Wednesday, August 17, 2011

You've Got Mail

For the most part I am madly in love with my job. But as with all jobs, there are parts of it I just don't want to do. Probably the biggest one of those parts is delivering demarches.

For those of you who just said "...whaaaa?" a demarche is the fancy diplospeak term for an official message from one government to another. Demarches can be on anything but they seem to come in four main flavors: Do This; Don't Do That; What Do You Know About X?; and What's Your Opinion on Y?. We generally get a couple of these a week, with larger flurries around big international conferences and such. Delivering demarches is probably one of the most diplomatish things I do, but it can also be a tremendous time-suck.

Here's how it works. I show up to work one morning to find a cable from Washington instructing all posts to find out, for an example, whether their host governments think puppies or kittens are more adorable. It generally includes pre-written background and talking points. Those points go to the protocol office, where they are translated into flowery formal diplospeak, which looks something like this:

The Embassy of the United States of America presents its compliments to the Ministry of Foreign Affairs of the Republic of Guinea and wishes to know whether the Government of Guinea feels that puppies or kittens are more adorable. The Embassy of the United States of America avails itself of this opportunity to renew to the Ministry of Foreign Affairs of the Republic of Guinea the assurance of its highest consideration.

Then it goes to be translated into French, and comes out looking something like this:

L'ambassade des Etats-Unis d'Amérique present ses compliments au Ministère des Affaires Etrangères de la République de Guinée et voudrait savoir si le Gouvernement de Guinée est de l'opinion que les chiots ou les chatons sont plus adorables. L'ambassade des Etats-Unis d'Amérique saisit cette occasion pour renouveler au Ministère des Affaires Etrangères de la République de Guinée l'assurance de sa très haute considération.

I print up the original English and the French translation on pretty formal letterhead and put it into a folder. The folder and I then drive an hour downtown to the Ministry of Foreign Affairs, where I wait until someone is available to see me. I give them the folder and tell them what I'm here about this time. And they say, "Well, I can't really give you an official position on the comparative cuteness of puppies and kittens right now, but I'll pass this along to the Minister and we'll get back to you." I then drive an hour back to the embassy and send word back to Washington that I delivered the demarche as requested and they'll let us know.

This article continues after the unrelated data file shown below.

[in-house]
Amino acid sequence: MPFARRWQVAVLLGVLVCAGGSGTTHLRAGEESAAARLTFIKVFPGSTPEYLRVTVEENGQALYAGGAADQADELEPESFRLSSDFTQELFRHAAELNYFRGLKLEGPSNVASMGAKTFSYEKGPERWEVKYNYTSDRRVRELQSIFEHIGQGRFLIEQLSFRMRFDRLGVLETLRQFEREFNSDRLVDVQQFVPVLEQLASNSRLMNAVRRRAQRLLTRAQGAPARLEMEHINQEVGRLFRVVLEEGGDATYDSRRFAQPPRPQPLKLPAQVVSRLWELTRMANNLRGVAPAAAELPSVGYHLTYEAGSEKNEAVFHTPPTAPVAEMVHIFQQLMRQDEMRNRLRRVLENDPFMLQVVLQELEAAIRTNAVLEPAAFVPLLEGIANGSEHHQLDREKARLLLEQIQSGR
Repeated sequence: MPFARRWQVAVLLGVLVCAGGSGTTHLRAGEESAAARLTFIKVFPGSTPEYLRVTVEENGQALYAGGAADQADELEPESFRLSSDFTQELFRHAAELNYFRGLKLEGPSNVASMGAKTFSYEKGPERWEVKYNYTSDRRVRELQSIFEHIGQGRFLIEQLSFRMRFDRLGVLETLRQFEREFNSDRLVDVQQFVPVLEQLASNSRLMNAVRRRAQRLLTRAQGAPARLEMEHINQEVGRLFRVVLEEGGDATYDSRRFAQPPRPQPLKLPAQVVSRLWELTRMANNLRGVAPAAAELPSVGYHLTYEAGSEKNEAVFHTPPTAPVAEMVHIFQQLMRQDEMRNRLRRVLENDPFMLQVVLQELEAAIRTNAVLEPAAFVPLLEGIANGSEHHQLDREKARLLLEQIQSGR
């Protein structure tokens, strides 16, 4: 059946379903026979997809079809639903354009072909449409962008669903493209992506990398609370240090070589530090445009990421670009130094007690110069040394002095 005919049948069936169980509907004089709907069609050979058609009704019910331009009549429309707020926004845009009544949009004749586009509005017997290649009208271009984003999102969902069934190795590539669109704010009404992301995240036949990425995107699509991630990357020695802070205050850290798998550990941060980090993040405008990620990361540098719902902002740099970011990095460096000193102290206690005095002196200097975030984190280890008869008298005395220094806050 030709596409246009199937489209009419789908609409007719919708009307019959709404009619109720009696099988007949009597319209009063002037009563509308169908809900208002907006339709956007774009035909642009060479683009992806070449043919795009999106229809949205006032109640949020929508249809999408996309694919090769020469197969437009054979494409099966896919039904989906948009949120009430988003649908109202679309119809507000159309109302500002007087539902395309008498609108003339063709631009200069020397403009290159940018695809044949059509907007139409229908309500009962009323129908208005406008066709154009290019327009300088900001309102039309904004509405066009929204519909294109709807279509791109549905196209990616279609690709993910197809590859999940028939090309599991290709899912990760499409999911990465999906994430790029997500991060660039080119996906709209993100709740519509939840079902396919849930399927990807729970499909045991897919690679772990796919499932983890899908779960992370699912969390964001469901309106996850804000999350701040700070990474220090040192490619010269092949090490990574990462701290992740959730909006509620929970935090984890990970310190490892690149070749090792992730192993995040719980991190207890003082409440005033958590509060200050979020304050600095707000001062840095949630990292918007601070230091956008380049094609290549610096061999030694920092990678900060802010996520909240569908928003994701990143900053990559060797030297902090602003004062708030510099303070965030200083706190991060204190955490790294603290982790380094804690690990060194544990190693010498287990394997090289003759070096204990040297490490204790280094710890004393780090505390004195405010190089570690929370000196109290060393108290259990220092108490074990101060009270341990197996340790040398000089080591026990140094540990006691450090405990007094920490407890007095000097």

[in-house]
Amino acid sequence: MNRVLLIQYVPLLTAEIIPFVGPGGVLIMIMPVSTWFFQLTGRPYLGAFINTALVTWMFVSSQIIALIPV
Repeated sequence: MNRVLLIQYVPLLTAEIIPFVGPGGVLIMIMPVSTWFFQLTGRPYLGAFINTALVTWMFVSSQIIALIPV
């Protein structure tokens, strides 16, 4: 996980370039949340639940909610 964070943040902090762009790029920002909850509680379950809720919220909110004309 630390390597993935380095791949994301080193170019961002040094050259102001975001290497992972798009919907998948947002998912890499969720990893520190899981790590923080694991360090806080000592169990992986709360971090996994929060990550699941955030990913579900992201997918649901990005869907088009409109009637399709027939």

And in all likelihood that's the last I'll ever hear of it, because when the MFA says "we'll get back to you" they don't mean *me*, they mean The United States of America. Their embassy in Washington will follow a similar procedure to inform the appropriate office in the State Department that:

The Embassy of the Republic of Guinea presents its compliments to the U.S. Department of State and has the pleasure to inform the Department that kittens are way cuter than puppies, duh. The Embassy of the Republic of Guinea avails itself of this opportunity to renew to the U.S. Department of State the assurance of its highest consideration.

Yes, believe it or not diplomacy still actually works this way. Every time I do this I feel like I should be a man in tux and tails with a top hat and a silk cravat and a vast and luxurious mustache. And maybe a monocle for good measure. One might think, in the 21st century, that we could just email our official messages to demarches@mfa.gn, and they could reply back to demarches@state.gov. I've heard that in more time-focused and communications-infrastructure-endowed countries it is possible to get a demarche done digitally, though one still has to pretty up the language and figure out whom to send it to. But in Guinea the government doesn't have the resources and know-how (and reliable electricity) to maintain an email server, so we still do it the old-fashioned, time-consuming way. And when I have a whole list of other things that need doing (which I usually do) it can be tremendously frustrating.


(tl;dr: Diplomacy needs to get with the times. Kittens are adorable.)

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